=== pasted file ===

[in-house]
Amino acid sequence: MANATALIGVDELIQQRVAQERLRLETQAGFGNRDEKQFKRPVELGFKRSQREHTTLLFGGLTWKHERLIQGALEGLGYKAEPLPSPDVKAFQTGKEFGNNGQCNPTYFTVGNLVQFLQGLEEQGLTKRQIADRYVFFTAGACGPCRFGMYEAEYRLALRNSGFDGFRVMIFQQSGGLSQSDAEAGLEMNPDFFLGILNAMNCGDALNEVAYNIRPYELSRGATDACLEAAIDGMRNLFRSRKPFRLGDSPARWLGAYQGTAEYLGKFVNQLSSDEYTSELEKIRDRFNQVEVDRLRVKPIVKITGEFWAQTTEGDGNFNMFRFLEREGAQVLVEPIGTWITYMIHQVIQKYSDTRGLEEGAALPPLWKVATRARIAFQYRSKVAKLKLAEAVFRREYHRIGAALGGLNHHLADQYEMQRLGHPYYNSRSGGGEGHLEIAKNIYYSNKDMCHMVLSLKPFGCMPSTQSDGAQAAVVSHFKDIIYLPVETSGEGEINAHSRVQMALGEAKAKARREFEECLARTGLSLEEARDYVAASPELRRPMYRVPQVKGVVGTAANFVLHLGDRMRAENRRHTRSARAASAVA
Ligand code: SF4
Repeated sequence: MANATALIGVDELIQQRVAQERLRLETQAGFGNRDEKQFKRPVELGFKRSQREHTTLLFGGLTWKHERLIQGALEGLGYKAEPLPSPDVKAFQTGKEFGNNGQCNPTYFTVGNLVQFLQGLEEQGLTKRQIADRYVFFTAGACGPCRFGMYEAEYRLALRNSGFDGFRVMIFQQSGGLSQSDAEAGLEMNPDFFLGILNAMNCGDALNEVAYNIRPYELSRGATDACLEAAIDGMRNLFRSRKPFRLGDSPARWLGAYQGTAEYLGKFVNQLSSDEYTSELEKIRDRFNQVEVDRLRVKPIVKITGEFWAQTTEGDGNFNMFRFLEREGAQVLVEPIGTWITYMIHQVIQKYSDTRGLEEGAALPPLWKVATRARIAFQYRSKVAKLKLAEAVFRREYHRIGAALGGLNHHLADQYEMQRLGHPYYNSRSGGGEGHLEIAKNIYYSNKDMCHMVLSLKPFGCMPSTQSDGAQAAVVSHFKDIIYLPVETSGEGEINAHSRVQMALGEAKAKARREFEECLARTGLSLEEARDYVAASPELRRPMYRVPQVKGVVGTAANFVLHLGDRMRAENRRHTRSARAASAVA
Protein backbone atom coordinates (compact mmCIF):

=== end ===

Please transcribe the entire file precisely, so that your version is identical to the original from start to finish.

[in-house]
Amino acid sequence: MANATALIGVDELIQQRVAQERLRLETQAGFGNRDEKQFKRPVELGFKRSQREHTTLLFGGLTWKHERLIQGALEGLGYKAEPLPSPDVKAFQTGKEFGNNGQCNPTYFTVGNLVQFLQGLEEQGLTKRQIADRYVFFTAGACGPCRFGMYEAEYRLALRNSGFDGFRVMIFQQSGGLSQSDAEAGLEMNPDFFLGILNAMNCGDALNEVAYNIRPYELSRGATDACLEAAIDGMRNLFRSRKPFRLGDSPARWLGAYQGTAEYLGKFVNQLSSDEYTSELEKIRDRFNQVEVDRLRVKPIVKITGEFWAQTTEGDGNFNMFRFLEREGAQVLVEPIGTWITYMIHQVIQKYSDTRGLEEGAALPPLWKVATRARIAFQYRSKVAKLKLAEAVFRREYHRIGAALGGLNHHLADQYEMQRLGHPYYNSRSGGGEGHLEIAKNIYYSNKDMCHMVLSLKPFGCMPSTQSDGAQAAVVSHFKDIIYLPVETSGEGEINAHSRVQMALGEAKAKARREFEECLARTGLSLEEARDYVAASPELRRPMYRVPQVKGVVGTAANFVLHLGDRMRAENRRHTRSARAASAVA
Ligand code: SF4
Repeated sequence: MANATALIGVDELIQQRVAQERLRLETQAGFGNRDEKQFKRPVELGFKRSQREHTTLLFGGLTWKHERLIQGALEGLGYKAEPLPSPDVKAFQTGKEFGNNGQCNPTYFTVGNLVQFLQGLEEQGLTKRQIADRYVFFTAGACGPCRFGMYEAEYRLALRNSGFDGFRVMIFQQSGGLSQSDAEAGLEMNPDFFLGILNAMNCGDALNEVAYNIRPYELSRGATDACLEAAIDGMRNLFRSRKPFRLGDSPARWLGAYQGTAEYLGKFVNQLSSDEYTSELEKIRDRFNQVEVDRLRVKPIVKITGEFWAQTTEGDGNFNMFRFLEREGAQVLVEPIGTWITYMIHQVIQKYSDTRGLEEGAALPPLWKVATRARIAFQYRSKVAKLKLAEAVFRREYHRIGAALGGLNHHLADQYEMQRLGHPYYNSRSGGGEGHLEIAKNIYYSNKDMCHMVLSLKPFGCMPSTQSDGAQAAVVSHFKDIIYLPVETSGEGEINAHSRVQMALGEAKAKARREFEECLARTGLSLEEARDYVAASPELRRPMYRVPQVKGVVGTAANFVLHLGDRMRAENRRHTRSARAASAVA
Protein backbone atom coordinates (compact mmCIF):